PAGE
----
in succession one after the other, running, successively, consecutively, on the trot (informal), one behind the other They needed to reach the World Cup final for the third time in succession.

succession

noun
1. A way in which things follow each other in space or time:
2. A number of things placed or occurring one after the other:
Informal: streak.
Translations
حَق الخِلافَه أو إسْتِلام الحُكْمخِلافَه في الحُكْمسِلْسِلَه مُتوالِيَه
následnictvínastoupenínástupnictvíposloupnostsérie
arvefølgeefterfølgelserækketronfølge
trónöröklésutódlás
erfîarétturòaî aî taka viî erfîum/stöîuröî, runa
nastúpenienástupníctvo
birbirini izleyen şeylergeçmeyerine geçme/alma hakkı

succession

[səkˈseʃən]
A. N
1. (= series) → sucesión f, serie f
after a succession of disastersdespués de una sucesión or serie de catástrofes
they each went in succession to the headmasterfueron todos a ver al director uno detrás de otro
she has won three games in successionha ganado tres partidos seguidos or sucesivos or consecutivos
he was my tutor two years in successionfue mi tutor dos años seguidos or consecutivos
for the third day/year in successionpor tercer día/año consecutivo
in close or quick or rapid successionuno tras de otro, en rápida sucesión
four times in successioncuatro veces seguidas
2. (to a post) → sucesión f
in succession to sbsucediendo a algn
Princess Rebecca is seventh in (line of) succession to the thronela princesa Rebeca ocupa el séptimo puesto en la línea de sucesión a la corona
3. (= descendants) → descendencia f
B. CPD succession duty Nderechos mpl de sucesión

succession

[səkˈsɛʃən] n
(= series) → succession f
in succession → à la suite
in quick succession → à bref intervalle, à brefs intervalles
three years in succession → trois ans de suite
(to throne, title)succession f

succession

n
Folge f, → Serie f; (with no intervening period) → (Aufeinander)folge f, → Kette f; a succession of visitorseine Kette or Serie von Besuchern; life is a succession of joys and sorrowsdas Leben ist ein steter Wechsel von Kummer und Freude; in successionnacheinander, hintereinander; in quick or rapid successionin rascher Folge, schnell hintereinander
(to post) → Nachfolge f; (to throne) → Thronfolge f; (to title, estate) → Erbfolge f; his succession to the officeseine Amtsübernahme; his succession to the titleseine Übernahme des Titels; her succession to the throneihre Thronbesteigung; in succession to somebodyals jds Nachfolger(in) m(f), → in jds Nachfolge (dat) (geh); fourth in (line of) succession to the thronean vierter Stelle in der Thronfolge ? apostolic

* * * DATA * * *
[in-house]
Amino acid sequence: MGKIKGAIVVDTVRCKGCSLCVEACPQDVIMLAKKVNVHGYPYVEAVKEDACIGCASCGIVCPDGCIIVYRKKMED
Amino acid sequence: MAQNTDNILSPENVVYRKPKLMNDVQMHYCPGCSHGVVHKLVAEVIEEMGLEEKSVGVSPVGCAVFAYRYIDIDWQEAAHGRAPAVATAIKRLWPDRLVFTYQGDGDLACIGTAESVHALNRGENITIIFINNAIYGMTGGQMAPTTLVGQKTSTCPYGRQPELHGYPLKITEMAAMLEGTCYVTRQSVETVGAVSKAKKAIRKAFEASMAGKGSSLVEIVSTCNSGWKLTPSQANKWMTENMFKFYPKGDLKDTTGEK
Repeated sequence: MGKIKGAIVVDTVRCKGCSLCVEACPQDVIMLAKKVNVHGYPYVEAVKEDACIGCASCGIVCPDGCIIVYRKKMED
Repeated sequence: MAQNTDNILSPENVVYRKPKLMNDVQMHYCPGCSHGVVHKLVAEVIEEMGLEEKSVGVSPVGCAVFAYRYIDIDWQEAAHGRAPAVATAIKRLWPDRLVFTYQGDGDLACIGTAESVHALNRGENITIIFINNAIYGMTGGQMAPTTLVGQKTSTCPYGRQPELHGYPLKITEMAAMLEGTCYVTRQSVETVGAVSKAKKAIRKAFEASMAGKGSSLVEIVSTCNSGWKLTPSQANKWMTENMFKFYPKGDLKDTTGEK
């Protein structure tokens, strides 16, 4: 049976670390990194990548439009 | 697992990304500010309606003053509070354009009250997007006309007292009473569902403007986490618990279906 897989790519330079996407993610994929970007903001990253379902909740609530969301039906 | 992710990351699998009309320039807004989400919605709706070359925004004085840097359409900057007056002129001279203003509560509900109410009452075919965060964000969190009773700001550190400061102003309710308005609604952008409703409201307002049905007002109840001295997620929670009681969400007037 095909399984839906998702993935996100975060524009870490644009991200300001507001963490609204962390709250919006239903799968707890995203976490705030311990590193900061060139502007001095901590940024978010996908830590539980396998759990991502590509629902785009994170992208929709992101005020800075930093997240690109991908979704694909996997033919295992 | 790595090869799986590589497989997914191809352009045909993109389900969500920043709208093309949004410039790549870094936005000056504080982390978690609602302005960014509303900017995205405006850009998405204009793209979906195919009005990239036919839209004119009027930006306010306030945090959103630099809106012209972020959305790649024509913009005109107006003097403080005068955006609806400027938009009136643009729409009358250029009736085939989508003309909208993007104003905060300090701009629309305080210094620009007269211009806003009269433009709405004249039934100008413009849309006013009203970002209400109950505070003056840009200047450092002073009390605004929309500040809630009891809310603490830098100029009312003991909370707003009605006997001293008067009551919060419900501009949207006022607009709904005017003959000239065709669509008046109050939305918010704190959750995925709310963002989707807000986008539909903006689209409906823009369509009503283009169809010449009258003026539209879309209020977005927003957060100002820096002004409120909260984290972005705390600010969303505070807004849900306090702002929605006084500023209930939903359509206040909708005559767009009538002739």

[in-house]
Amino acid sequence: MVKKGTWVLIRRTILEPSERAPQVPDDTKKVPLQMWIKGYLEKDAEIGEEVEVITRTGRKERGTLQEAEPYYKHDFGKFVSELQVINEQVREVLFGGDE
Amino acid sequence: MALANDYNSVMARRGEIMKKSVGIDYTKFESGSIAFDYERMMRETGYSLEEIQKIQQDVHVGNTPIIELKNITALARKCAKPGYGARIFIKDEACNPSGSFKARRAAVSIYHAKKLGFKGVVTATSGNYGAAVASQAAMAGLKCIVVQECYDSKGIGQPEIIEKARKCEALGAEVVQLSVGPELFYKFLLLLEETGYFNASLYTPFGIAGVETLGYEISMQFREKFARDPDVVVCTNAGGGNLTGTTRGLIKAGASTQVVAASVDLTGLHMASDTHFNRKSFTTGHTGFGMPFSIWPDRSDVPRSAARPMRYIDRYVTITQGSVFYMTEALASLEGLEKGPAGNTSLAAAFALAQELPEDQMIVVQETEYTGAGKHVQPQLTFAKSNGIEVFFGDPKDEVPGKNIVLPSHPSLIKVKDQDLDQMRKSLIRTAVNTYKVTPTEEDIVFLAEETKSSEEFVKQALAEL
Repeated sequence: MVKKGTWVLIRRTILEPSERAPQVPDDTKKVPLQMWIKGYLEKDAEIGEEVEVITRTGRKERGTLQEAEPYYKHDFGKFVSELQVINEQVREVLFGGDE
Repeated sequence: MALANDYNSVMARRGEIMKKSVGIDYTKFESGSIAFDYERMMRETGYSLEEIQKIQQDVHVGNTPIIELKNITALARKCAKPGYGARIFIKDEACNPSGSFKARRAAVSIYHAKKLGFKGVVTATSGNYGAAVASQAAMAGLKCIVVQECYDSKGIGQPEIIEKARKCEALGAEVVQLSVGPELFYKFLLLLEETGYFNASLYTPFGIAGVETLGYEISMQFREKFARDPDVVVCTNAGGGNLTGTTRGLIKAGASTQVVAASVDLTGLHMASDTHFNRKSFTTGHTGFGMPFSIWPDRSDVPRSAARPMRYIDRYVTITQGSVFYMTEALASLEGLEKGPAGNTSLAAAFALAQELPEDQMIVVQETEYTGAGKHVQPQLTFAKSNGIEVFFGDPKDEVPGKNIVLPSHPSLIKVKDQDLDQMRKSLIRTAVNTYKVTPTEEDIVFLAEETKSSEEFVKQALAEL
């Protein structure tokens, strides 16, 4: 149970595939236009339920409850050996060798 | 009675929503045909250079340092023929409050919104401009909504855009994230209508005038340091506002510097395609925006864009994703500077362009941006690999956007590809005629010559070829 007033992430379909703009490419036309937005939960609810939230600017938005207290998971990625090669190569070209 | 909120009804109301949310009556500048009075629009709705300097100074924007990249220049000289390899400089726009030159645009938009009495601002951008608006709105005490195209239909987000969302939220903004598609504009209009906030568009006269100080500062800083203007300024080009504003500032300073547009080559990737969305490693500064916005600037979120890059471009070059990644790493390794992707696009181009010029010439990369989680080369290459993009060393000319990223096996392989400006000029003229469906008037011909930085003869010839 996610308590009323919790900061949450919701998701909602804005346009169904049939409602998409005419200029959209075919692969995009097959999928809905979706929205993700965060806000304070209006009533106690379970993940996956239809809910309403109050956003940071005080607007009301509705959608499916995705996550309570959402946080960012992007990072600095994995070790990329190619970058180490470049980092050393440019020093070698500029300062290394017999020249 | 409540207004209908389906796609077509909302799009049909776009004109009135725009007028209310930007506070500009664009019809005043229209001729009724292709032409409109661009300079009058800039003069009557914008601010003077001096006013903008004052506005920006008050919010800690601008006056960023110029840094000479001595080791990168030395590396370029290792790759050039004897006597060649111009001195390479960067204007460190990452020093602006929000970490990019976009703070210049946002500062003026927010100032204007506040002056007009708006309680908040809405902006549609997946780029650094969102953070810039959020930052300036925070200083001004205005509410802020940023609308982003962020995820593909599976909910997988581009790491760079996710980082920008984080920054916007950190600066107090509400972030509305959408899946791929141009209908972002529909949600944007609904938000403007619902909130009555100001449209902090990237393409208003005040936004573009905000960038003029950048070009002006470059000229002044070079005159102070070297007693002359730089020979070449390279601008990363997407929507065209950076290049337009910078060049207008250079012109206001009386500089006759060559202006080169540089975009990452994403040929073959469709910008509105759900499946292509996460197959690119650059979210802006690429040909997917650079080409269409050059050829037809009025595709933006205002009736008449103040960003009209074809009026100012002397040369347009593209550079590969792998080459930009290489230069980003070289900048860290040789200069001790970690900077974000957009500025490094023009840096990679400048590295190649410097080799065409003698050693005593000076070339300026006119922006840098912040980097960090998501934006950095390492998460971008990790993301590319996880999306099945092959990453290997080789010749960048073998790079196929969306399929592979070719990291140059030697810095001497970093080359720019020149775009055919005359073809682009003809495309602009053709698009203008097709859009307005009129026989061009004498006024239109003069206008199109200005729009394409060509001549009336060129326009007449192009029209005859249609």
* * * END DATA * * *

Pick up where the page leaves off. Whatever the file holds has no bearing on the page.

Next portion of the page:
succession

[səkˈsɛʃn] n
a. (series) → serie f inv
in succession → di seguito
in quick succession → in rapida successione
b. (to post) → successione f

succeed

(səkˈsiːd) verb
1. to manage to do what one is trying to do; to achieve one's aim or purpose. He succeeded in persuading her to do it; He's happy to have succeeded in his chosen career; She tried three times to pass her driving-test, and at last succeeded; Our new teaching methods seem to be succeeding.
2. to follow next in order, and take the place of someone or something else. He succeeded his father as manager of the firm / as king; The cold summer was succeeded by a stormy autumn; If the duke has no children, who will succeed to (= inherit) his property?
success (səkˈses) noun
1. (the prosperity gained by) the achievement of an aim or purpose. He has achieved great success as an actor / in his career.
2. a person or thing that succeeds or prospers. She's a great success as a teacher.
sucˈcessful (-ˈses-) adjective
(negative unsuccessful) having success. Were you successful in finding a new house?; The successful applicant for this job will be required to start work next month; a successful career.
sucˈcessfully adverb
succession (səkˈseʃən) noun
1. the right of succeeding to a throne as king, to a title etc. The Princess is fifth in (order of) succession (to the throne).
2. a number of things following after one another. a succession of bad harvests.
3. the act or process of following and taking the place of someone or something else. his succession to the throne.
successive (səkˈsesiv) adjective
following one after the other. He won three successive matches.
sucˈcessively (-ˈsesiv-) adverb
sucˈcessor (-ˈse-) noun
a person who follows, and take the place of another. Who will be appointed as the manager's successor?
in succession
one after another. five wet days in succession.
References in periodicals archive ?
Considering that the labor force migration, as well as free circulation of the European citizens within the communitarian space represents both rights and phenomena more and more outlined, the incidence of the successions with extraneous elements is higher and higher.
Andrew Mainwaring, Investment Director at Inflexion, commented: Securing additional investment from HSBC underlines the stability and success of Successions plan to create the UKs largest independent wealth management business through a focused buy & build programme.
8 billion per company -- more than would have been lost if those successions had been planned.
Second, at its most fundamental, this is a case study collection of best and worst successions, and the technical, political, and cultural factors that created them.
But the reality in planning for CEO successions is far from ideal.
17) Known as the doctrine of the "king's two bodies," the conceptual separation between the monarch's "body politic" and "body natural" allowed the authority of the Crown and royal dignity to be preserved and protected during successions.
4 percent of all successions were nonvoluntary departures, the highest rate since 2003.
This study examines marathon successions, which I define as top executive searches that are extended past the formal departure notice of the incumbent chief executive officer (CEO).
The regulation aimed at simplifying the settlement of cross-border successions - proposed in October 2009 - was adopted by the Justice Council, on 7 June.
When the known devil is better than an unknown god: An empirical study of the antecedents and consequences of relay CEO successions.
Similarly, forced successions were also viewed as wealth creating activities by the financial market.